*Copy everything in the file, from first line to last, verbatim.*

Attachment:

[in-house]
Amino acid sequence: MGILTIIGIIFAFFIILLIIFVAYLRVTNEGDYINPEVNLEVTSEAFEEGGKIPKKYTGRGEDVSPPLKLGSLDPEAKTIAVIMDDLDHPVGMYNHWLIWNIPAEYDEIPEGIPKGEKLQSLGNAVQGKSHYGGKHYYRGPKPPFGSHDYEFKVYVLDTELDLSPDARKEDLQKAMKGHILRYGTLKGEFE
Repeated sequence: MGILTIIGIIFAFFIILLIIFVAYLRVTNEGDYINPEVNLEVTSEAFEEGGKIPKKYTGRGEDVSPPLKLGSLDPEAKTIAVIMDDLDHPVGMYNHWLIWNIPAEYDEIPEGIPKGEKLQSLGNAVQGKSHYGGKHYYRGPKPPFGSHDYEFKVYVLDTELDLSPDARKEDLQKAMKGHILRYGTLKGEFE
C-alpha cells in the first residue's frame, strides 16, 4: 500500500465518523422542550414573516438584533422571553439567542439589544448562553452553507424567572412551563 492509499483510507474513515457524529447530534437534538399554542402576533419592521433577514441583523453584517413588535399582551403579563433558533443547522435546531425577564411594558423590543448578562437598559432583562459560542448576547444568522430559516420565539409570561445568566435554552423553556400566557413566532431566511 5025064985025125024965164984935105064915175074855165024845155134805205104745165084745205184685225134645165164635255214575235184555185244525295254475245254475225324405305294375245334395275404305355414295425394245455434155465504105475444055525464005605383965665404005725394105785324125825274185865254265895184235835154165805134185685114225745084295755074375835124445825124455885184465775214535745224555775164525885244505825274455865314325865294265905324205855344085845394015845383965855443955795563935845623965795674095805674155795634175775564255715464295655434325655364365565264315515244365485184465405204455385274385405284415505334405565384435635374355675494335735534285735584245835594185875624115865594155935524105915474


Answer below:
[in-house]
Amino acid sequence: MGILTIIGIIFAFFIILLIIFVAYLRVTNEGDYINPEVNLEVTSEAFEEGGKIPKKYTGRGEDVSPPLKLGSLDPEAKTIAVIMDDLDHPVGMYNHWLIWNIPAEYDEIPEGIPKGEKLQSLGNAVQGKSHYGGKHYYRGPKPPFGSHDYEFKVYVLDTELDLSPDARKEDLQKAMKGHILRYGTLKGEFE
Repeated sequence: MGILTIIGIIFAFFIILLIIFVAYLRVTNEGDYINPEVNLEVTSEAFEEGGKIPKKYTGRGEDVSPPLKLGSLDPEAKTIAVIMDDLDHPVGMYNHWLIWNIPAEYDEIPEGIPKGEKLQSLGNAVQGKSHYGGKHYYRGPKPPFGSHDYEFKVYVLDTELDLSPDARKEDLQKAMKGHILRYGTLKGEFE
C-alpha cells in the first residue's frame, strides 16, 4: 500500500465518523422542550414573516438584533422571553439567542439589544448562553452553507424567572412551563 492509499483510507474513515457524529447530534437534538399554542402576533419592521433577514441583523453584517413588535399582551403579563433558533443547522435546531425577564411594558423590543448578562437598559432583562459560542448576547444568522430559516420565539409570561445568566435554552423553556400566557413566532431566511 5025064985025125024965164984935105064915175074855165024845155134805205104745165084745205184685225134645165164635255214575235184555185244525295254475245254475225324405305294375245334395275404305355414295425394245455434155465504105475444055525464005605383965665404005725394105785324125825274185865254265895184235835154165805134185685114225745084295755074375835124445825124455885184465775214535745224555775164525885244505825274455865314325865294265905324205855344085845394015845383965855443955795563935845623965795674095805674155795634175775564255715464295655434325655364365565264315515244365485184465405204455385274385405284415505334405565384435635374355675494335735534285735584245835594185875624115865594155935524105915474